Celebrating Opensource.com's 10-year anniversary | Opensource.com

Celebrating Opensource.com's 10-year anniversary

Today officially marks 10 years of Opensource.com as a publication sharing free and open source stories. Here is a look at where we've come from, what principles help us succeed, and where we're going. 

Opensource.com 10-year anniversary
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Today officially marks 10 years of Opensource.com as a publication sharing free and open source stories. Here is a look at where we've come from, what principles help us succeed, and where we're going. 

People-powered*

As we celebrate 10 years of publishing, our focus is on the people from all over the globe, in various roles, from diverse backgrounds, who have helped us explore the multitude of ways in which open source can improve our lives—from technology and programming to farming and design, and so much more.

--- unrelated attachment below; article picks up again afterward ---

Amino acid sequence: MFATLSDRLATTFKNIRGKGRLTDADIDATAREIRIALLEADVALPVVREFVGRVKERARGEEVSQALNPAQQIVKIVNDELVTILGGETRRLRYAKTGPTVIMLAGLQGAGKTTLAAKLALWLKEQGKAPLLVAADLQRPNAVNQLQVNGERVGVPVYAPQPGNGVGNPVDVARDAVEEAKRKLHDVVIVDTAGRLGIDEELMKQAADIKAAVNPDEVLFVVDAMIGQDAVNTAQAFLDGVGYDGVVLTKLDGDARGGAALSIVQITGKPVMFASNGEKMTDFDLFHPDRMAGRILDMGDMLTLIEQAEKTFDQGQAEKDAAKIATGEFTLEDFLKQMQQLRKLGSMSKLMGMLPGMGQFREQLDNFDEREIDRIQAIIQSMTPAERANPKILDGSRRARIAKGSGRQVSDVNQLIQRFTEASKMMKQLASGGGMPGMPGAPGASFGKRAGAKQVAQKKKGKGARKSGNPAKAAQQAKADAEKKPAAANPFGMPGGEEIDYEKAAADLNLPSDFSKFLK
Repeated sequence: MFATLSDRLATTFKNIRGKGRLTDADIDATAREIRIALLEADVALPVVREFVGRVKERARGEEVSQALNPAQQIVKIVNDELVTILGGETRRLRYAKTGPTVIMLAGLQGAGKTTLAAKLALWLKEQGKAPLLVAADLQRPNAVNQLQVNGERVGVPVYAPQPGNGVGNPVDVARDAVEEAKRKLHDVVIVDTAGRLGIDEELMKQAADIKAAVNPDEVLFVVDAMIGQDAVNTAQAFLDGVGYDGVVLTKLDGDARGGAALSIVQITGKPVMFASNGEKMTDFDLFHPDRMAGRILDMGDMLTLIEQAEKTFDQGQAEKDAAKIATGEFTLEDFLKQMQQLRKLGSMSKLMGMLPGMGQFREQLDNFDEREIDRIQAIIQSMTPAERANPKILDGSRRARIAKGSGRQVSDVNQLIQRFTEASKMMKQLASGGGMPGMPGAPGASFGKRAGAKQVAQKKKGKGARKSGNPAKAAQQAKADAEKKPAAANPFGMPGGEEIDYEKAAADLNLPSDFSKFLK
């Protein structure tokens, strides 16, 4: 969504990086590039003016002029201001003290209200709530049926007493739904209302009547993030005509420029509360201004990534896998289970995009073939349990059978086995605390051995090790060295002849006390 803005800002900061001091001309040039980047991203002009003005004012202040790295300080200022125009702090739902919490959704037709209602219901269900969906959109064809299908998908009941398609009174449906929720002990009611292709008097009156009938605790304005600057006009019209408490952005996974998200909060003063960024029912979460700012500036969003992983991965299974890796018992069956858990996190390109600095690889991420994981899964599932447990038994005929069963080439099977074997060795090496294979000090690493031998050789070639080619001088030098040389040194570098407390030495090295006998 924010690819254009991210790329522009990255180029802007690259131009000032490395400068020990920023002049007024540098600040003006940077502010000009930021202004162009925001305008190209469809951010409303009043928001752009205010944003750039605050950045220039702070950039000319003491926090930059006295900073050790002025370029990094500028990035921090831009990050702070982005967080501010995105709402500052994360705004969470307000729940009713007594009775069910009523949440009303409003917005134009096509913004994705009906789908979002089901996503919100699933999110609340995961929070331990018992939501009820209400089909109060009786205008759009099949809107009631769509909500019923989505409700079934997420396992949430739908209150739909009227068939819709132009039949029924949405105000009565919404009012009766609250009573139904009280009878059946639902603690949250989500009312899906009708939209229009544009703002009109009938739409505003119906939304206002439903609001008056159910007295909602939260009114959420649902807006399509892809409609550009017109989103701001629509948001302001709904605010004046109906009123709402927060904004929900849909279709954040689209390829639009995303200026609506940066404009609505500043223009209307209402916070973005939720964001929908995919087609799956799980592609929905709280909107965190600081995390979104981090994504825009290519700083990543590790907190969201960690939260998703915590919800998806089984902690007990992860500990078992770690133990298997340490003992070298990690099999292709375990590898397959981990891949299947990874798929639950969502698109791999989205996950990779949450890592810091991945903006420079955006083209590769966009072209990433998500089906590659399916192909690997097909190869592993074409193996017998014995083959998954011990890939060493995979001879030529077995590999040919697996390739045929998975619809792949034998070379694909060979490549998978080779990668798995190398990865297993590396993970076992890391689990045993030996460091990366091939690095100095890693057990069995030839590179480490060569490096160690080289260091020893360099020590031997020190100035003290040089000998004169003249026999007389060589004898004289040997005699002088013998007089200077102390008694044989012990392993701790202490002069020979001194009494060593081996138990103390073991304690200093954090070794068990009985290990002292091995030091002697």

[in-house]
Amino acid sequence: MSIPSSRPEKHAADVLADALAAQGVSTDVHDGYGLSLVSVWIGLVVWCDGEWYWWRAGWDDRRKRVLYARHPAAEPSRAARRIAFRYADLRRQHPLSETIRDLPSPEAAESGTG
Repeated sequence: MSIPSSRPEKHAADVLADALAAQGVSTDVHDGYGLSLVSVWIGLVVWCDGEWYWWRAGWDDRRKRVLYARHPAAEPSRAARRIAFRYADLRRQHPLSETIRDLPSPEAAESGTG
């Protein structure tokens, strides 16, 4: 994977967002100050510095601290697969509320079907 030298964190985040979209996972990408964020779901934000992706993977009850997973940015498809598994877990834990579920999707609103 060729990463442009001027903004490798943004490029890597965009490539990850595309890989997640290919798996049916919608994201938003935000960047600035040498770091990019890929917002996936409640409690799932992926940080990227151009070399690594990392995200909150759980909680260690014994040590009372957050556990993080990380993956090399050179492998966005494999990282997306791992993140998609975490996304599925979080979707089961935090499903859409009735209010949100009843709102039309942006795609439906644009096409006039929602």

We are celebrating you because we've learned that growing this unique storytelling site demands that we do one thing better than all the rest: listen to and talk with our readers and writers. 

Over the years, we’ve gotten better at it. We hold weekly meetings where we review how articles performed with readers from the week before and discuss why we think that’s so. We brainstorm and pitch new article ideas to our writer community every Monday. And we build and nurture close relationships with contributors who write on a regular basis.

As editors, we would have never thought our biggest responsibility would be community management and relationship building over copy editing and calendar planning.